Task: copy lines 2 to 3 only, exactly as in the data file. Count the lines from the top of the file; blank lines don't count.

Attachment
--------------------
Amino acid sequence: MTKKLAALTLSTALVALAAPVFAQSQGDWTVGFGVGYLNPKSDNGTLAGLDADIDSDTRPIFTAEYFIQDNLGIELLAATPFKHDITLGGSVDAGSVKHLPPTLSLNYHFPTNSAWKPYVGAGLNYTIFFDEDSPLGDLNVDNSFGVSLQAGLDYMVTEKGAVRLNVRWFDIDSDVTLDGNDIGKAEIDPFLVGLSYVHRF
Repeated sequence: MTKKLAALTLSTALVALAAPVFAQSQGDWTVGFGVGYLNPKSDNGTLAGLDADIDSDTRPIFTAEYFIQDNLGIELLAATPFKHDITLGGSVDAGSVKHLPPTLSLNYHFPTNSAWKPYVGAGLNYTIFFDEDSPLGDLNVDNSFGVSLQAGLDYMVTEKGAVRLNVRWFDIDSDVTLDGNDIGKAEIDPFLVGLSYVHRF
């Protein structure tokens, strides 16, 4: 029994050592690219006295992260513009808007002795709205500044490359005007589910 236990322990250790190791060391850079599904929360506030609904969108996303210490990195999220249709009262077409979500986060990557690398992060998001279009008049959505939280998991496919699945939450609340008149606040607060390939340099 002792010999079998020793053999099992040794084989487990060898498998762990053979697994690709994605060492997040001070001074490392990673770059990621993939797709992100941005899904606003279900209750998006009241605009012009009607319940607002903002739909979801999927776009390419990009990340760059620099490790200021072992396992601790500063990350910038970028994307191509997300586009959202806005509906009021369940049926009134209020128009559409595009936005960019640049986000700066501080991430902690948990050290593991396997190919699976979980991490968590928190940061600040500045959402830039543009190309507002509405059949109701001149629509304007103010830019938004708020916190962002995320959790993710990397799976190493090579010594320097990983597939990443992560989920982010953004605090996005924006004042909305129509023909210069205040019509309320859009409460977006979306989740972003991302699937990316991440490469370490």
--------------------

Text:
Repeated sequence: MTKKLAALTLSTALVALAAPVFAQSQGDWTVGFGVGYLNPKSDNGTLAGLDADIDSDTRPIFTAEYFIQDNLGIELLAATPFKHDITLGGSVDAGSVKHLPPTLSLNYHFPTNSAWKPYVGAGLNYTIFFDEDSPLGDLNVDNSFGVSLQAGLDYMVTEKGAVRLNVRWFDIDSDVTLDGNDIGKAEIDPFLVGLSYVHRF
């Protein structure tokens, strides 16, 4: 029994050592690219006295992260513009808007002795709205500044490359005007589910 236990322990250790190791060391850079599904929360506030609904969108996303210490990195999220249709009262077409979500986060990557690398992060998001279009008049959505939280998991496919699945939450609340008149606040607060390939340099 002792010999079998020793053999099992040794084989487990060898498998762990053979697994690709994605060492997040001070001074490392990673770059990621993939797709992100941005899904606003279900209750998006009241605009012009009607319940607002903002739909979801999927776009390419990009990340760059620099490790200021072992396992601790500063990350910038970028994307191509997300586009959202806005509906009021369940049926009134209020128009559409595009936005960019640049986000700066501080991430902690948990050290593991396997190919699976979980991490968590928190940061600040500045959402830039543009190309507002509405059949109701001149629509304007103010830019938004708020916190962002995320959790993710990397799976190493090579010594320097990983597939990443992560989920982010953004605090996005924006004042909305129509023909210069205040019509309320859009409460977006979306989740972003991302699937990316991440490469370490």